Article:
• Comprehensive coverage. Comprehensive insurance covers damages to your car out of your control such as theft or vandalism. Like collision insurance, comprehensive is optional.
  • Property damage liability (PDL). This pays for damages to other vehicles or property caused by your car. PDL is mandatory in 49 states, as well as in Washington D.C.
  • Bodily injury liability (BIL). This helps cover the medical costs of anyone involved in an accident where you’re at fault. BIL also applies if another person drives your car. Like PDL, BIL is mandatory in nearly every state.
  • Personal injury protection (PIP). This pays for any medical bills or lost wages for you and your passengers. PIP is a required coverage in “no-fault” states.
  • Uninsured/underinsured motorist coverage (UM/UIM). The Insurance Information Institute (III) describes this as a “frequently required coverage.” UM/UIM covers the costs of an accident caused by someone with either no insurance or very little insurance.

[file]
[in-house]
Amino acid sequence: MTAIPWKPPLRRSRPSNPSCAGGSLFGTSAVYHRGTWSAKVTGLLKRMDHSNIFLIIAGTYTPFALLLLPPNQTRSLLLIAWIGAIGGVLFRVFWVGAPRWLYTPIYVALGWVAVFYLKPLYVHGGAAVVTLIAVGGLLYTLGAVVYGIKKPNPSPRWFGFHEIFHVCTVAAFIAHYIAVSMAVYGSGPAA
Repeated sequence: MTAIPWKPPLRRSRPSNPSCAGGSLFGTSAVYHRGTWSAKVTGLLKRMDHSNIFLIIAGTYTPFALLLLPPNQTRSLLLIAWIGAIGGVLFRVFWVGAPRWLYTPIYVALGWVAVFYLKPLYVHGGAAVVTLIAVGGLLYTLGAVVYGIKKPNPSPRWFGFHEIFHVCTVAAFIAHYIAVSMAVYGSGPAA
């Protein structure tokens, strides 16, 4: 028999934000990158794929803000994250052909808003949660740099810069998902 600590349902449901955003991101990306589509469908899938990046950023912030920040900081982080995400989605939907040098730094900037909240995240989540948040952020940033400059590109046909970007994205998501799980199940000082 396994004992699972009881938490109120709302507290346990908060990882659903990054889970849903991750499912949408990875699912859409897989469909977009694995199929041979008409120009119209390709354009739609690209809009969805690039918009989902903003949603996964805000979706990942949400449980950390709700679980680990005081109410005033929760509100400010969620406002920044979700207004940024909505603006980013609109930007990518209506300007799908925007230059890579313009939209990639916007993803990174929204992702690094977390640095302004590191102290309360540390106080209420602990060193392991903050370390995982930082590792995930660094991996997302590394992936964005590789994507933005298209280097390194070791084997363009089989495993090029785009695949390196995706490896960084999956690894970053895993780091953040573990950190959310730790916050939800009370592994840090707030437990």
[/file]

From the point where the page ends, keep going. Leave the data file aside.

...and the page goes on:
How Much Car Insurance Should You Buy?

The amount of car insurance you need depends on the limits you have on your coverage. You can choose to set your limits at your state’s bare minimum requirements, or you can set them much higher. Note that coverage requirements vary between states.

On your policy, you might see your limits written out in a shorthand form like this: “50/100/50.” Here’s a quick breakdown of how to read shorthand limits:

  • $50,000 for injuries to one person in an accident
  • $100,000 for injuries to everyone involved in an accident
  • $50,000 for any property damage in an accident